Regular readers of the blog know I am mildly obsessed with Egyptian state media at the moment--largely because I'm convinced it has a pivotal role to play in whether a real democratic transition takes place here or not.
I've written about the role state media played in distorting the revolution and about the calls for change at state newspaper conglomerate Al Ahram after Mubarak's resignation. When I visited the State Radio and TV building last week I also found a lively protest there--behind the barbed wire and lines of soldiers protecting this very strategic asset, employees had plastered the building in signs and were calling for the resignation of senior officials.
Anas Al Fikki, the Minister of Information and head of state TV and radio lost his job when the Ministry itself was abolished (although this development isn't as promising at it sounds--the new head of state TV and radio has been given ministerial powers).
But incredibly, almost none of the heads of state media have been fired. And that's why things are not really changing, as the indefatigable Zeinobia proves, pointing to articles in Al Masaa' newspaper and the state-owned flagship Al Ahram which claim that the attack on Mohamed ElBaradei during the referendum happened (according to anonymous eye-witnesses) because "he tried to bribe voters to vote no" and to cut in line.
It is a source of constant wonder to me that the editor of Al Ahram and its CEO, Osama Saraya and Abdel-Moneim Said, still have their jobs. When I interviewed them a few weeks ago, Saraya wrote that: "We are victims of the system, we worked under its shadow and we aren't criminals who can be accused of any charges whether it is from our colleagues or from other paper. The responsibility is collective [...]."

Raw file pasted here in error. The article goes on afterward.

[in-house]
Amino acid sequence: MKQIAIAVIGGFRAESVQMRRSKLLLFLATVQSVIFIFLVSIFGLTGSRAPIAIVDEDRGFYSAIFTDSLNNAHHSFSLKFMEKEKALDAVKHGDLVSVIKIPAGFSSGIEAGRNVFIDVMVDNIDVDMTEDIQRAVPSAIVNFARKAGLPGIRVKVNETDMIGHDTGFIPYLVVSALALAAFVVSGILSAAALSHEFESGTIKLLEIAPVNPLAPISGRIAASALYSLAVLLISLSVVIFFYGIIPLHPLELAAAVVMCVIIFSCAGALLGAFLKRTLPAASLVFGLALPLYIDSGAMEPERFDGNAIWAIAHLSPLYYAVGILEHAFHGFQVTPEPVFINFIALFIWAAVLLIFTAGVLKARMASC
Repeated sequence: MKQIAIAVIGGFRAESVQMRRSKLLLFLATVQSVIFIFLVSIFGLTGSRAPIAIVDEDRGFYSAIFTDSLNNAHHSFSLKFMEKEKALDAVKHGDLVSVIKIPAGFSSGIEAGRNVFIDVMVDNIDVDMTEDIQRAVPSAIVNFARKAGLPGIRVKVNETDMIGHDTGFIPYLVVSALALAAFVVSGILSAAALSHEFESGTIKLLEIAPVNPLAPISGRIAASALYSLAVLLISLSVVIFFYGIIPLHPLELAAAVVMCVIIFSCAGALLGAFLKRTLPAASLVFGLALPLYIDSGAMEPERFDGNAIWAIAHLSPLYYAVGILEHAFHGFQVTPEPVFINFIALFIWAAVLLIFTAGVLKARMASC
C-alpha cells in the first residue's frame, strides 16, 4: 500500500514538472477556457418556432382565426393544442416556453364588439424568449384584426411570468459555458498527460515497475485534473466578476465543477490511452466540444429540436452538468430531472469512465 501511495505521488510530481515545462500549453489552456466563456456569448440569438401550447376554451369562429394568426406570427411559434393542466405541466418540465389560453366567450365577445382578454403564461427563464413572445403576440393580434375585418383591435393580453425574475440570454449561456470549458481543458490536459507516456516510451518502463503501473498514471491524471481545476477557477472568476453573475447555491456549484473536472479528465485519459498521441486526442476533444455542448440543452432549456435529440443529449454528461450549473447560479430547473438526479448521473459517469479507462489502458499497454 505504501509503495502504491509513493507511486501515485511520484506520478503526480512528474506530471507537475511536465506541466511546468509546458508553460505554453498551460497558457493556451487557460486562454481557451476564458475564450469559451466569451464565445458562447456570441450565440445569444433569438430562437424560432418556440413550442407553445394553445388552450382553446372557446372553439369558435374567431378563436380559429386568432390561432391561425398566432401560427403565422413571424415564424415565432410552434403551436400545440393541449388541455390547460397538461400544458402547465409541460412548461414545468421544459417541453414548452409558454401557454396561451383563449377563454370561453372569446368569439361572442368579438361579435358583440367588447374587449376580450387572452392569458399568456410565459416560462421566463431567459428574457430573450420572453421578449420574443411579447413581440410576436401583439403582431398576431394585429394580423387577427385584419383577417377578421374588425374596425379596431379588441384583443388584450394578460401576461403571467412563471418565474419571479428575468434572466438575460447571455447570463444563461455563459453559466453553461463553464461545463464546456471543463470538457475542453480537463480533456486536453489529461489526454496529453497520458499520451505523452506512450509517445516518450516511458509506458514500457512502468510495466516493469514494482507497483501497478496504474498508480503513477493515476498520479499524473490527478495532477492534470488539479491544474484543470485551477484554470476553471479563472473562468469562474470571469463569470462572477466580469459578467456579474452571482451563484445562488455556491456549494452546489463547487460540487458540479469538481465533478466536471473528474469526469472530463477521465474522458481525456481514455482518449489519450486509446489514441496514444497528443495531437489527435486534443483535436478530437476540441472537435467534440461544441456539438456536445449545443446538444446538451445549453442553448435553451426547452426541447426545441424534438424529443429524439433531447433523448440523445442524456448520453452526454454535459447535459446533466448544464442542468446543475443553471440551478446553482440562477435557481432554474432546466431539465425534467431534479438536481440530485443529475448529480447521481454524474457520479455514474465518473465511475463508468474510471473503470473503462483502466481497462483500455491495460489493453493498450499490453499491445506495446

Abdel-Moneim Said was a member of the NDP's Policy Secretariat and a mentor of Gamal Mubarak. Because he paid lip service to the need for democratic reforms and was a supporter of peace with Israel, he was a popular guest on Western newspapers' op-ed pages and international symposia (I interviewed him several times myself). He is a Senior Fellow at The Crown Center For Middle East Studies at Brandeis University.
When I asked Said if he had ever called on President Mubarak to step down, he said he did so "privately...many times"-- a claim that given what we all saw of Mubarak's reluctance to yield power is extraordinary (can you picture Said telling the rayyis he should step down and surviving one more hour in his own job?)
If you look at Said's record you see that -- especially after he became CEO of Al Ahram -- he was a stolid regime supporter (if a more sophisticated and articulate one that many of his underlings).
Here is Said after the scandalously fraudulent parliamentary elections in Fall 2010 (which were one of the factors that precipitated the revolution):
The NDP had begun to prepare for this campaign five years ago, applying a minutely calibrated scientific approach that involved thorough studies of all the electoral constituencies. [...] There was one party that had a meticulously designed platform that detailed targets, costs and timeframes. That was the NDP. [...] The other parties, as a whole, presented a pitiful sight. They were weak and confused and seemed to have stumbled into the elections by accident. Most likely the intense anger of these parties and the fervent media outcry against electoral "fraud" is a way to cover up the flagrant mistakes that these parties and their leaders committed.